In mathematics, a map or mapping is a function in its general sense.^{[1]} These terms may have originated as from the process of making a geographical map: mapping the Earth surface to a sheet of paper.^{[2]}
The term map may be used to distinguish some special types of functions, such as homomorphisms. For example, a linear map is a homomorphism of vector spaces, while the term linear function may have this meaning or it may mean a linear polynomial.^{[3]}^{[4]} In category theory, a map may refer to a morphism.^{[2]} The term transformation can be used interchangeably,^{[2]} but transformation often refers to a function from a set to itself. There are also a few less common uses in logic and graph theory.
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14.1 Definition of a Mapping (Basic Mathematics)

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Maps as functions
In many branches of mathematics, the term map is used to mean a function,^{[5]}^{[6]}^{[7]} sometimes with a specific property of particular importance to that branch. For instance, a "map" is a "continuous function" in topology, a "linear transformation" in linear algebra, etc.
Some authors, such as Serge Lang,^{[8]} use "function" only to refer to maps in which the codomain is a set of numbers (i.e. a subset of R or C), and reserve the term mapping for more general functions.
Maps of certain kinds are the subjects of many important theories. These include homomorphisms in abstract algebra, isometries in geometry, operators in analysis and representations in group theory.^{[2]}
In the theory of dynamical systems, a map denotes an evolution function used to create discrete dynamical systems.
A partial map is a partial function. Related terminology such as domain, codomain, injective, and continuous can be applied equally to maps and functions, with the same meaning. All these usages can be applied to "maps" as general functions or as functions with special properties.
As morphisms
In category theory, "map" is often used as a synonym for "morphism" or "arrow", which is a structurerespecting function and thus may imply more structure than "function" does.^{[9]} For example, a morphism in a concrete category (i.e. a morphism that can be viewed as a function) carries with it the information of its domain (the source of the morphism) and its codomain (the target ). In the widely used definition of a function , is a subset of consisting of all the pairs for . In this sense, the function does not capture the set that is used as the codomain; only the range is determined by the function.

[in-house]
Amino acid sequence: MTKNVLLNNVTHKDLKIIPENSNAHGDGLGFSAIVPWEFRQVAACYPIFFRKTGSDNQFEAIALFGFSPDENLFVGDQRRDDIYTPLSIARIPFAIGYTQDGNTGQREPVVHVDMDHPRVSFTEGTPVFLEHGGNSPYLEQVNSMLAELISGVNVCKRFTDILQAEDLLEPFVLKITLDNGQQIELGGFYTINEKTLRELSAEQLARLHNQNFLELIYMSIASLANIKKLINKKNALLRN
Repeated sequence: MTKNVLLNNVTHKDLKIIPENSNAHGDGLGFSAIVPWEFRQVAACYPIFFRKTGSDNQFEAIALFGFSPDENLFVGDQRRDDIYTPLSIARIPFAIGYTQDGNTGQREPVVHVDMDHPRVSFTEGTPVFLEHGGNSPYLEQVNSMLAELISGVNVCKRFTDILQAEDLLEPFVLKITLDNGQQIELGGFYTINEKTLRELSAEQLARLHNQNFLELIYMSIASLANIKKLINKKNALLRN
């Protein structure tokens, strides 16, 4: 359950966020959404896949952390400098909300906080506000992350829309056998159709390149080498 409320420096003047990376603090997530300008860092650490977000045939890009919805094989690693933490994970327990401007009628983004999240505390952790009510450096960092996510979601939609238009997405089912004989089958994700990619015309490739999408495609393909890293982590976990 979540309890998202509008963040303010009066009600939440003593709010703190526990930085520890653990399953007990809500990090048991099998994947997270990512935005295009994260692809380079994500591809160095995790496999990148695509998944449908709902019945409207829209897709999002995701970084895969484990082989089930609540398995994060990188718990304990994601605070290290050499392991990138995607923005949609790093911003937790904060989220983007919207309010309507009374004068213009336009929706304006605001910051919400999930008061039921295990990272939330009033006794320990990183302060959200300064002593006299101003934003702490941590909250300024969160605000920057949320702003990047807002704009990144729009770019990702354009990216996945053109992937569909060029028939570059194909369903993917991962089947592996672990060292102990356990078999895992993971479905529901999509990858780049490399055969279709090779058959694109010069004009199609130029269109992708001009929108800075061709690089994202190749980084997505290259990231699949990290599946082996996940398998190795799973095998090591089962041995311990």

See also
 Apply function – Function that maps a function and its arguments to the function value
 Arrow notation – e.g., , also known as map
 Bijection, injection and surjection – Properties of mathematical functions
 Homeomorphism – Mapping which preserves all topological properties of a given space
 List of chaotic maps
 Maplet arrow (↦) – commonly pronounced "maps to"
 Mapping class group – Group of isotopy classes of a topological automorphism group
 Permutation group – Group whose operation is composition of permutations
 Regular map (algebraic geometry) – Morphism of algebraic varieties
References
 ^ The words map, mapping, correspondence, and operator are often used synonymously. Halmos 1970, p. 30. Some authors use the term function with a more restricted meaning, namely as a map that is restricted to apply to numbers only.
 ^ ^{a} ^{b} ^{c} ^{d} "Mapping  mathematics". Encyclopedia Britannica. Retrieved 20191206.
 ^ Apostol, T. M. (1981). Mathematical Analysis. AddisonWesley. p. 35. ISBN 0201002884.
 ^ Stacho, Juraj (October 31, 2007). "Function, onetoone, onto" (PDF). cs.toronto.edu. Retrieved 20191206.
 ^ "Functions or Mapping  Learning Mapping  Function as a Special Kind of Relation". Math Only Math. Retrieved 20191206.
 ^ Weisstein, Eric W. "Map". mathworld.wolfram.com. Retrieved 20191206.
 ^ "Mapping, Mathematical  Encyclopedia.com". www.encyclopedia.com. Retrieved 20191206.
 ^ Lang, Serge (1971). Linear Algebra (2nd ed.). AddisonWesley. p. 83. ISBN 0201042118.
 ^ Simmons, H. (2011). An Introduction to Category Theory. Cambridge University Press. p. 2. ISBN 9781139503327.
Works cited
 Halmos, Paul R. (1970). Naive Set Theory. SpringerVerlag. ISBN 9780387900926.